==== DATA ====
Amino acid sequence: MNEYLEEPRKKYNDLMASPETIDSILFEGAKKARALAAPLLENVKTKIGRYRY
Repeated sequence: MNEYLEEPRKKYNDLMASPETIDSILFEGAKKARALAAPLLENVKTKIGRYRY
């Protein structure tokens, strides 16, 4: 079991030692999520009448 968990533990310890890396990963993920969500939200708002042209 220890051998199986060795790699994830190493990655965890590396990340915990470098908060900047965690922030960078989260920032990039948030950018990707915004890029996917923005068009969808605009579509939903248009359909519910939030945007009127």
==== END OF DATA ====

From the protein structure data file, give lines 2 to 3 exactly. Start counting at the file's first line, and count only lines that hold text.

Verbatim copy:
Repeated sequence: MNEYLEEPRKKYNDLMASPETIDSILFEGAKKARALAAPLLENVKTKIGRYRY
């Protein structure tokens, strides 16, 4: 079991030692999520009448 968990533990310890890396990963993920969500939200708002042209 220890051998199986060795790699994830190493990655965890590396990340915990470098908060900047965690922030960078989260920032990039948030950018990707915004890029996917923005068009969808605009579509939903248009359909519910939030945007009127």